Proposals to limit on-the-spot safety inspections could result in more workplace deaths and injuries, the Institution of Occupational Safety and Health (IOSH) has warned.
IOSH is also concerned that staff cuts at the Health and Safety Executive (HSE) could hamper its statutory obligation to enforce health and safety law.
Last year, HSE chief executive Geoffrey Podger said up to 350 jobs were likely to go in 2008 due to budget cuts.
The warning from IOSH follows news that workplace deaths rose by 11% to 241 in 2006-07, up from 217 the previous year.
The Department for Business, Enterprise and Regulatory Reform has published a draft code, which aims to reduce bureaucracy for compliant businesses and strengthen enforcement against rogue employers.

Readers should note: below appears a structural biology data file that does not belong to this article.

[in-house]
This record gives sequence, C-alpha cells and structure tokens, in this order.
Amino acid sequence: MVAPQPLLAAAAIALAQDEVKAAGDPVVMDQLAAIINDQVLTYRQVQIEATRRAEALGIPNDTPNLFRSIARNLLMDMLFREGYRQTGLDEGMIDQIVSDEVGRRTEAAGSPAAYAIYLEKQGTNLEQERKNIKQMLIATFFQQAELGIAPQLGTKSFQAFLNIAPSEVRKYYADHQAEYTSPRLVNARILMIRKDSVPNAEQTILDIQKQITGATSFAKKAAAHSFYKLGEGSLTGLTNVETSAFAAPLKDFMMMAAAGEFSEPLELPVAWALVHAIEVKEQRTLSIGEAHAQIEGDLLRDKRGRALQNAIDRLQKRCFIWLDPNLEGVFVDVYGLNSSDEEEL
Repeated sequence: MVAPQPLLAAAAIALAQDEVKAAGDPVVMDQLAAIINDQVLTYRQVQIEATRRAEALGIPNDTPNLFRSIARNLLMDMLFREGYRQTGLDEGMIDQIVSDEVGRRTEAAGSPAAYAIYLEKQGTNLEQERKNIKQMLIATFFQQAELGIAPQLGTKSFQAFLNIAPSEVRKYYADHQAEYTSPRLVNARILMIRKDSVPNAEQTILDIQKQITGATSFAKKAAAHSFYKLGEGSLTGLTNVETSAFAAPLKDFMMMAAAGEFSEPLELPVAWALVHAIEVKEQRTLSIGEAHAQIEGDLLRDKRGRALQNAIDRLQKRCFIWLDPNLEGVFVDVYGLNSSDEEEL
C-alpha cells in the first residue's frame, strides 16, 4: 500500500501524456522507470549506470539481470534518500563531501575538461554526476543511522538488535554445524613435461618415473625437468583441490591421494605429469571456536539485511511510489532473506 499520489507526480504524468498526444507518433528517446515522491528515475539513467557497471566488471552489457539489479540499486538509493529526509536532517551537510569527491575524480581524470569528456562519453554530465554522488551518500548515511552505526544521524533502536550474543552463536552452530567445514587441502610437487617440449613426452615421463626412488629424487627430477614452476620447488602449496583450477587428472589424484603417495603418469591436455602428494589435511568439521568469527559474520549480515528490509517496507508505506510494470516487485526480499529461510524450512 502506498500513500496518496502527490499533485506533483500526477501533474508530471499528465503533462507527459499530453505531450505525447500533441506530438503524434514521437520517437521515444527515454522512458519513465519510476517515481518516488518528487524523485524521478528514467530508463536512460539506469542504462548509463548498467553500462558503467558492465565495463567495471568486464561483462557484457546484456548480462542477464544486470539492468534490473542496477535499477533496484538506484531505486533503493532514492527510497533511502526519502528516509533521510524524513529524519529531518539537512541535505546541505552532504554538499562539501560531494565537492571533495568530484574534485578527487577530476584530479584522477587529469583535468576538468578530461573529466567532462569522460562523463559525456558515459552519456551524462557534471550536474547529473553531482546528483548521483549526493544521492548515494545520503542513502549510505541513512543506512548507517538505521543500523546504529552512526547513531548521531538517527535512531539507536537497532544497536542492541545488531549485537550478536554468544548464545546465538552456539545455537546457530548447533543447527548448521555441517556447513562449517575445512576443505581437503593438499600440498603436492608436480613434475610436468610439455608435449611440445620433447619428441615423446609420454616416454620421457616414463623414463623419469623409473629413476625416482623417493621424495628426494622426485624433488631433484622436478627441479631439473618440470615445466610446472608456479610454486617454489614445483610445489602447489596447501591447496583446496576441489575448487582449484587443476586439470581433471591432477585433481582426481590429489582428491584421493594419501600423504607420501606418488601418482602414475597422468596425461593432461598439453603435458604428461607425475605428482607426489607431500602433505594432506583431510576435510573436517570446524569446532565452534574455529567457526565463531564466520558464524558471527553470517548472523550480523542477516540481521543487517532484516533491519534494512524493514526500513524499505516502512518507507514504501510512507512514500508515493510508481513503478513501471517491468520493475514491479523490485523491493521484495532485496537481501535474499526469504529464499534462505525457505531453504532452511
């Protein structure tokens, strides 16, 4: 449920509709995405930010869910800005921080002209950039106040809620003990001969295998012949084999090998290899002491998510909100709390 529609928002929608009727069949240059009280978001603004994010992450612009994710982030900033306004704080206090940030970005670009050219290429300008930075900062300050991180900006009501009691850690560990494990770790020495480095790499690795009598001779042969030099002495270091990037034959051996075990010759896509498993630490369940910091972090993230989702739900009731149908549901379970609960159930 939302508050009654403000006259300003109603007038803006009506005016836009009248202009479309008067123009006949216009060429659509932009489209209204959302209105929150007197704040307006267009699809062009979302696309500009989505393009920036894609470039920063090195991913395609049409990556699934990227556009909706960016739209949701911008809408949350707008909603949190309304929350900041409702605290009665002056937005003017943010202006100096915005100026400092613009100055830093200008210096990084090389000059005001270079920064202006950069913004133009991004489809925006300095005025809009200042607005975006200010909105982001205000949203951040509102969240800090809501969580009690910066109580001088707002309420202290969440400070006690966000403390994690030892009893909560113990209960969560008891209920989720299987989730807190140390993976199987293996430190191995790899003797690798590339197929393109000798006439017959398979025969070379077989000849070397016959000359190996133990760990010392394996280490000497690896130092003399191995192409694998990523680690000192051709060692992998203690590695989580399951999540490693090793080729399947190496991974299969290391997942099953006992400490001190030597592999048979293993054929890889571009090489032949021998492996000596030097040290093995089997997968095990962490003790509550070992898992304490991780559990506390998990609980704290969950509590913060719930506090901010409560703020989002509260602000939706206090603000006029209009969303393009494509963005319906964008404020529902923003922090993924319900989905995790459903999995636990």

The code proposes that random inspections should only be a small element of a regulators programme, used to test its processes, and recommends that regulators “allow or even encourage economic progress and only intervene when there is a clear case for protection”.
Richard Jones, IOSH’s director of technical affairs, said: “It’s important to remember that just because companies don’t report accidents and their workers don’t complain to the authorities, doesn’t necessarily mean they are OK.”
He added: “Random inspections are an important element, as rogue organisations need to be deterred by the prospect that they could get caught.”